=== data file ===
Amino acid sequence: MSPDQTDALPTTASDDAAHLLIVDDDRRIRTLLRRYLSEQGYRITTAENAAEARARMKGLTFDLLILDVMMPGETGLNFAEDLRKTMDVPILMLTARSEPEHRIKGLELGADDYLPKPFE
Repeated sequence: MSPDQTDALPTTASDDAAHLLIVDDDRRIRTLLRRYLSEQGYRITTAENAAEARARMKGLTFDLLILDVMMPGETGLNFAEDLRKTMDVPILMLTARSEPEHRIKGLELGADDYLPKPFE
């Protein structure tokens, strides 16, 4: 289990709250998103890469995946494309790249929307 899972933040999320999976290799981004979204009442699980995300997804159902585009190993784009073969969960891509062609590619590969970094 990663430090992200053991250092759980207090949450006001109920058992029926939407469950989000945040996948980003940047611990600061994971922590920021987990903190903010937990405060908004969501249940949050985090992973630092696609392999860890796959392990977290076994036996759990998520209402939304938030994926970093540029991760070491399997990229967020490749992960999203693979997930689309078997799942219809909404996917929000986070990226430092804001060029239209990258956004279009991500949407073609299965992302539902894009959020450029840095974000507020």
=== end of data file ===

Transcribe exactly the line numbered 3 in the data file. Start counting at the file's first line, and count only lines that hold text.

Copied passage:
């Protein structure tokens, strides 16, 4: 289990709250998103890469995946494309790249929307 899972933040999320999976290799981004979204009442699980995300997804159902585009190993784009073969969960891509062609590619590969970094 990663430090992200053991250092759980207090949450006001109920058992029926939407469950989000945040996948980003940047611990600061994971922590920021987990903190903010937990405060908004969501249940949050985090992973630092696609392999860890796959392990977290076994036996759990998520209402939304938030994926970093540029991760070491399997990229967020490749992960999203693979997930689309078997799942219809909404996917929000986070990226430092804001060029239209990258956004279009991500949407073609299965992302539902894009959020450029840095974000507020």